Client Referrals – The Key to a Healthy Writing Biz

When you have a successful writing business, one of the questions people keep asking is how you get work. My answer to that is that most of my work comes from referrals and word-of-mouth. Sounds easy, doesn’t it? But it isn’t. When I started my writing business I had no contacts – zip, zilch, zero. Those were the bad old days, when every piece of work was a one-off and not that well paid either. Between you and me, I’m glad those days are behind me.

Referrals - The Key to a Healthy Writing Biz

So what changed?

I’m not going to pretend that I suddenly became the high queen of client relations – I didn’t. The referrals I get today are a direct reflection of the hard work I have put into providing an excellent service for my clients.

Laying the Groundwork for Client Referrals

You see, if people are going to recommend you, you have to do good work. And, false modesty aside, I do. My clients say I have a knack for understanding what they want even when they haven’t clearly explained it, delivering on time or even early and producing work that exceeds their expectations. (That doesn’t mean I do everything they ask, either – giving sound advice is part of the package and building a relationship of trust sometimes means telling them what to avoid.)

Anyway, the point is that by providing a good service for my clients I was putting in the ground work that would lead to future referrals. Here are some examples of how that has worked.

Referral Success Story No. 1

I first met my client CJ more than six years ago when he was running a marketing campaign for a UK gift items firm. I followed a lead and applied to do some writing, which I did for the short term contract it involved. I thought that was that, but a year or so later, CJ needed a writer for his own marketing projects and came to me. I’m still working with him now.

Referral Success Story No. 2

Of course, client referrals also come from other sources. At one time I chatted with a bunch of people on Twitter and elsewhere about the location independent lifestyle. That led to a short gig writing for the Location Independent site and also introduced me to some other people, including Andy Hayes who was also part of that community. Based on our interaction and the posts he’d read, he recommended me to someone else looking for a regular blog writer. That was around five years ago and I’m still working with them now. So interaction on social media, forums and discussion groups can pay off in terms of referrals.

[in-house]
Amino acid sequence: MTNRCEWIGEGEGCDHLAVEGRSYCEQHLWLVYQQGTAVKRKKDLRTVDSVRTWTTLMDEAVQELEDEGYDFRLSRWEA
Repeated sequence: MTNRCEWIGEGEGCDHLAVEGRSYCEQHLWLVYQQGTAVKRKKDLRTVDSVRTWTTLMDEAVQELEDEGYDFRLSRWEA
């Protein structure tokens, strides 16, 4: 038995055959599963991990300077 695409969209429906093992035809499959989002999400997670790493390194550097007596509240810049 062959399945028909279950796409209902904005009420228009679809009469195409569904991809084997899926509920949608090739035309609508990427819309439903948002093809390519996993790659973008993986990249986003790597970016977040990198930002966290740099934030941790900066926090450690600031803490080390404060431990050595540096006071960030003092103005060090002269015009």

Thinking Strategically about Client Referrals

Client-referrals-writingBoth of those situations happened with very little input from me, and I’ve got many other examples, too. In my experience, working with one client often leads to work with another. Publishing posts on Unbounce led to a gig writing for Crazy Egg which has led to gigs writing for other people. As a writer, my published work passively markets my skills and helps clients to find me – referral success story number 3.

However, since I hooked up with Tea Silvestre and the Word Carnival bloggers, I’ve given much more thought to being strategic about working with clients. And there are plenty of tools to help me foster those same relationships.

(As an aside, let me say that whether I’m talking to clients formally or participating in an online group or forum, I don’t have time or energy to be anything but genuine. Nor do I go into any relationship thinking about what I can get out of it. With clients, I want to get paid but I also want to have fun and deliver value.)

Building Relationships with my Clients

Anyhoo, since the system (let me pretend I had one, OK?) I have is already working for me, what I needed to do was find tools that made that process easier. And just to be clear, the process I’m talking about is deepening my relationship with clients so they want to send work my way when the opportunity arises in a totally natural and authentic way – slow marketing rules, y’all! Here are some of the ways I do that:

  • Since email is my primary tool for communicating with clients, it makes sense to use Rapportive to get rich profiles of my contacts. This tool brings together all their social media profiles and recent updates so I can see whether I am following them and what they are talking about. If something interests me, I can click to the update from my email window and reply.
  • I use Twitter lists and Google+ circles to follow my clients and I check periodically to see what they are saying. It’s also a good way to see if they have shared some of my work so I can thank them, respond, reshare or retweet.